Role Models in Relationships: help or hinderance?

“Role models are highly important for us psychologically, helping to guide us through life during our development, to make important decisions that affect the outcome of our lives, and to help us find happiness in later life”. Mark Thomas, The Importance of Role Models (2015)

Role models are like a long shadow quietly following behind you on a hot summer afternoon, silent but steadily with you wherever go. They are relevant in our intimate relationships as they can subtly inform many of our ideas and perceptions towards our partners, and as such they warrant some closer scrutiny.  As discussed in the previous article in this series about role models, they represent an example that we learn from, often admire and can thus imitate in our adult relationships. This gives role models a lot more sway then people often consciously realise, which can then go on to help or hinder current or new relationships, be it with a partner, friend or family member.

A friend of mine recently relayed a story which illustrated the shrewd presence of role models well. One Sunday morning, lying in bed, she had a smug grin on her face, hearing her partner turning on the kettle, she waited for coffee and breakfast in bed. This dreamy scenario quickly faded away, as she then saw the cheeky bugger sitting in the sun outside, drinking his own cup of coffee with the paper. Saying to me, how dare he have the audacity to not bring me coffee in bed when he is already making his own. Other than the obvious difference between the ways men and women often think, this situation pointed towards role models. Here was a situation where she was genuinely disappointed and shrugging his shoulders he simply said, I thought you would make coffee when you got up. It illustrates how far apart partners’ conceptualisation of ‘the right thing’ to do can be. These patterns of thinking often lead the way back to the examples we model ourselves on, imitate and what we expect.

In some instances, role models create strong and needed guidelines, and in others, can lead us astray, and create unattainable expectations. The mother of all evil is not money, but rather the elusive idea of expectations. With no expectations one cannot be disappointed, but this is not to say that one should have no standards. Quite the contrary, what we learn versus who we want to become and play out in our present day lives, becomes a balancing act between acknowledging the healthy models of behaviour instilled in us and letting go of irrelevant and negative images and experiences.  Research has shown that one of the reasons why role models are so important is that in order to do something ourselves, we need to first believe that it can be done and secondly, that we can do it (Darling, 2012). And this is where role models can have an enchanted power to propel us forward as they show us both.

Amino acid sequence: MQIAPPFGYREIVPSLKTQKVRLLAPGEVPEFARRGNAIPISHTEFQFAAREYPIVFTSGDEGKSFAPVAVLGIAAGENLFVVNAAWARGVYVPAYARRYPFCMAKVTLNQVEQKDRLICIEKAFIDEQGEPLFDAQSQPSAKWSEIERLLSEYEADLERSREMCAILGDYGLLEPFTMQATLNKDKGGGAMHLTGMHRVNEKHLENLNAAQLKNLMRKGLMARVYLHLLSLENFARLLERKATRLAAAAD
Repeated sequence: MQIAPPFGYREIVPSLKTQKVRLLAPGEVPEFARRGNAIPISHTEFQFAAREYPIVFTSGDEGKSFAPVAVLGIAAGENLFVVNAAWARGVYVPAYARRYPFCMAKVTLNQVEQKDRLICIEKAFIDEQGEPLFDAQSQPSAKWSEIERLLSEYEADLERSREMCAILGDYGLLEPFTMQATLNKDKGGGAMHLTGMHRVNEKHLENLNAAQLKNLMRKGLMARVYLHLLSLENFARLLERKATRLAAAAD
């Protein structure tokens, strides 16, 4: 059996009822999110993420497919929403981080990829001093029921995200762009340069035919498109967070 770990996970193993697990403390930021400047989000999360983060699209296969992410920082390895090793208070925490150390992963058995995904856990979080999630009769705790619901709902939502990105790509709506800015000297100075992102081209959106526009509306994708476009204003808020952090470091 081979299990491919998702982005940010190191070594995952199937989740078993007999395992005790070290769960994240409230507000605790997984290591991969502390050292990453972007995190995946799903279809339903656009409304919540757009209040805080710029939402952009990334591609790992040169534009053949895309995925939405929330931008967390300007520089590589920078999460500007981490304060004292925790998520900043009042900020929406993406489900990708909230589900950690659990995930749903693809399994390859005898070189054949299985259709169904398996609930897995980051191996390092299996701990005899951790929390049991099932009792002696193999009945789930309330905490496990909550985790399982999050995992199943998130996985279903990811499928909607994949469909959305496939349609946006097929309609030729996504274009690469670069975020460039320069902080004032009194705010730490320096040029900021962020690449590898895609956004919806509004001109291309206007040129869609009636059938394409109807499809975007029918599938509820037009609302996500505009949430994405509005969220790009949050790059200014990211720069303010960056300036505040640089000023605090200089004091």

Role models help us in the formation of relationships, because they give us a learnt behaviour to follow. In some ways they can provide a map for us to follow. For example, one can think that because I saw my father treat my mother with respect and care, I now expect and model my partner in a similar manner. In this way it is positive and can teach us the positive boundaries and ways we would like to be treated. If taken too far however, this can build up fairy tales which result in expecting to get breakfast in bed on a silver tray. This is not to say, that one should not be spoilt and adored by your partner, but you must be open to different ways of experiencing and expressing affection, learning each other’s language of love.

Other than creating unfair expectations, role models can hinder relationships if built on negative examples that we then learn to imitate. Fortunately, when looking closely at what your own memories, experiences and role models were, you can choose what you would like to grow in your present life, and what elements need to be thrown out, with the cold coffee. Having bad role models does not mean that one is stuck in a negative relationship pattern, and it can often rather be an inspiration for tremendous personal growth and development.

By putting role models on the table for discussion, be honest and ask yourself what you have learnt from your own role models, and what parts of that are positive or negative today. Take it apart, and then build it back together, using life experiences, honesty and the inspiration for healthy, fulfilled relationships, to create a role model that encourages you to be the best you, and so allows your partner to be the best version of them too, be that with a Sunday morning latte in bed or not.



I Could Do That: Why Role Models Matter. Darling, N. 2012. Psychology Today.